(GSM/EDGE/ C DMA)
W UTRAN Iu- cs Core NW
UTRAN TRANSPORT UTRAN
BTS RNC UM TS Core Network
P h y s ical Core NW
E le m e n ts
ANTENNA AND GERAN/UTRAN
SITE INSTALLATION OSS
A/Iu- cs Switched
(GSM /EDGE) GERAN/ GERAN/ Core NW
GSM /UMTS Core Network
Gb/Iu- ps Packet
Terminal Core NW
Figure 12: Integration of UMTS and GSM/EDGE Core Network Equipment25
The prior discussion has considered the deployment integration of UMTS with GSM/EDGE
networks, but it is important to realize that the capabilities of UMTS itself continue to advance,
with new features and capabilities added at successive release milestones. Some features of the
different 3GPP specification releases include:
q Release 99: Completed. First deployable version. Support for
GSM/EDGE/GPRS/WCDMA radio access networks.
q Release 4:26 Completed. Multi-media messaging support.
q Release 5: Being finalized. HSDPA and first phase of IP-based Multimedia Services
Reprinted with permission of the publisher John Wiley & Sons, Ltd. from “GSM, GPRS and EDGE
Performance.” Copyright 2002 by John Wiley & Sons, Ltd. This book is available at all bookstores,
www.amazon.com, and at www.wiley.com, or call (732) 469-4400.
After Release 99, release versions went to a numerical designation instead of designation by year.
Data Capabilities for GSM Evolution to UMTS Page 22
q Release 6: Under development. Second phase of IMS, WCDMA/WLAN interworking,
common radio resource management (GERAN/UTRAN), Multiple Input Multiple Output
(MIMO) antenna systems for higher user data rates and high-speed uplink packet access
This paper has described the data capabilities in the GSM evolution to UMTS. This evolution
occurs in successive stages, with each stage increasing data throughputs and spectral efficiency,
and adding new features such as quality-of-service and multimedia support. The migration and
benefits of the evolution from GSM to UMTS is both practical and inevitable. Combined with
the ability to roam globally, huge economies of scale, widespread acceptance by operators,
complementary services such as multimedia messaging and a wide variety of competitive
handsets, the result is a compelling technology for both users and operators. UMTS is already the
world’s most selected third-generation technology, with support from nearly all major regional
standardization bodies. It offers an excellent migration path for existing TDMA and GSM
operators and a path also available to CDMA operators.
Specific benefits and features of the GSM evolution to UMTS begin with GPRS, an IP-based
packet-data capability for GSM networks with average user-perceived throughputs of up to 40
Kbit/s, and the option to increase these with coding schemes 1-4. GPRS support for a wide range
of business and consumer applications will drive demand for data service and will generate new
revenue for operators.
Beyond GPRS, EDGE provides a cost-effective 3G solution for operators to upgrade to an ITU-
approved 3G technology. EDGE provides operators significantly higher data rates and improved
efficiency. Using advanced radio networks, EDGE promises to be one of the most spectrally
efficient technologies available for cellular-data services. The risk of implementing EDGE into a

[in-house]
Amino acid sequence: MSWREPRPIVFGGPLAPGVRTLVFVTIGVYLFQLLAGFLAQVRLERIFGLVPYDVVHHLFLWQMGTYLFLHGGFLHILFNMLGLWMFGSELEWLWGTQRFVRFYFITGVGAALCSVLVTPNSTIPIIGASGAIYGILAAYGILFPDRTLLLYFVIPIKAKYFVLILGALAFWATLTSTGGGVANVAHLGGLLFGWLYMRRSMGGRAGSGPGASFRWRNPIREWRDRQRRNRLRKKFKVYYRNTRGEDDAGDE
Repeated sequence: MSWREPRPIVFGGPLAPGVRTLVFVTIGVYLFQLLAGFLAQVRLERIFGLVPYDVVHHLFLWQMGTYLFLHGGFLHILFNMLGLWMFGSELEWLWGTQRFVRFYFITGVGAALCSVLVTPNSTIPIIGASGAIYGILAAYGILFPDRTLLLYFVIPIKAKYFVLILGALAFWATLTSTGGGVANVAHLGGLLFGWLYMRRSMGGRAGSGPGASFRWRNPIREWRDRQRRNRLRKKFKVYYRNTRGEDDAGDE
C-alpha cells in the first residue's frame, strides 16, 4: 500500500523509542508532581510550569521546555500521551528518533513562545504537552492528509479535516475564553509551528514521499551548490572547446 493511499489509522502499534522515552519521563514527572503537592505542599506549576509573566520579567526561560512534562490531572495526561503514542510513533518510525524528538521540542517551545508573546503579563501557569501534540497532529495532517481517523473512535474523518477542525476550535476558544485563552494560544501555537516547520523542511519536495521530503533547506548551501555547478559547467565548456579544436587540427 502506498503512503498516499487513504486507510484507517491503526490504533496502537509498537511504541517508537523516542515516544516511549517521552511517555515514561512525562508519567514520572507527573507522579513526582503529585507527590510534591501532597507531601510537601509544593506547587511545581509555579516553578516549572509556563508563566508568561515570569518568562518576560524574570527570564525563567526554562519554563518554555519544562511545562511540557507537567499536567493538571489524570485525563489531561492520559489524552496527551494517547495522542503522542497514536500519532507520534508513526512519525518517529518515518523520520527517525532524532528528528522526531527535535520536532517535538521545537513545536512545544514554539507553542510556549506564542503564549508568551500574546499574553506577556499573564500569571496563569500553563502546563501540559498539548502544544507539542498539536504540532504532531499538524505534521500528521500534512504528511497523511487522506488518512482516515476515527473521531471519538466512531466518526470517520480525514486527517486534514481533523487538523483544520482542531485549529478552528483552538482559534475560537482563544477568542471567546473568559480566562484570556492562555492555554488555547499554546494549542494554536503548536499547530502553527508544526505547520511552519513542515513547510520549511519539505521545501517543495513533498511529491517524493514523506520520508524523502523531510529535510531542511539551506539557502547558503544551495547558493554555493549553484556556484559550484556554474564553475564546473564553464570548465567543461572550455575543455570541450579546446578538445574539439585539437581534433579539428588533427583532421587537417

network is minimal as it is an incremental investment that leverages the existing GPRS network.
As demand for data services grows, operators can deploy UMTS networks, which bring an entire
new set of capabilities, particularly the support for high-bandwidth applications. Whereas EDGE
is extremely efficient for narrowband data services, the WCDMA radio link is extremely
efficient for wideband services. Combined with a comprehensive quality-of-service framework
and multimedia support, a network using both EDGE and WCDMA provides an optimal solution
for a broad range of usages. This solution is further enhanced by the deployment of High Speed
Downlink Packet Access, an extremely fast data service with peak speeds of up to 10 Mbit/s, the
highest rate available for any cellular technology.
With the continued growth in mobile computing, powerful new handheld computing platforms,
an increasing amount of mobile content, multimedia messaging, mobile commerce, and location
services, wireless data will inevitably become a huge industry. GPRS/EDGE/UMTS/HSDPA
provides an optimum framework for realizing this potential.
AT&T Wireless, research data, July 2002, submission to 3G Americas.
Data Capabilities for GSM Evolution to UMTS Page 23
Cingular Wireless, “Spectrum Efficiency Comparison, GSM vs. UMTS vs. 1XRTT” - research
material, March 14, 2002, submission to 3G Americas.
Ericsson, “GSM to WCDMA the Global Choice - White Paper”
Ericsson, “WCDMA, EDGE and cdma2000 - Capacity for Packet Data Services”, July 2002,
submission to 3G Americas.
Ericsson, Nokia, Siemens. “Agreed Data Performance Characterization for EGPRS, WCDMA
and CDMA2000 1XRTT”, September 20, 2002, submission to 3G Americas.
Timo Halonen, Javier Romero, Juan Melero, “GSM, GPRS and EDGE Performance - GSM
Evolution towards 3G/UMTS”, May 13, 2002
Nokia, “A comparison between EDGE and Alternative Technologies”, June 5, 2001,
Nokia, “EGPRS Throughput versus Path Loss”, October 5, 2002, submission to 3G Americas.
Dr. B. Wegmann, Siemens, “Comparison of W-CDMA and cdma2000 - White Paper”, February
2002, submission to 3G Americas.
This white paper was written for 3G Americas by Rysavy Research (http://www.rysavy.com) and utilized a composite of statistical
information from multiple resources.
Data Capabilities for GSM Evolution to UMTS Page 24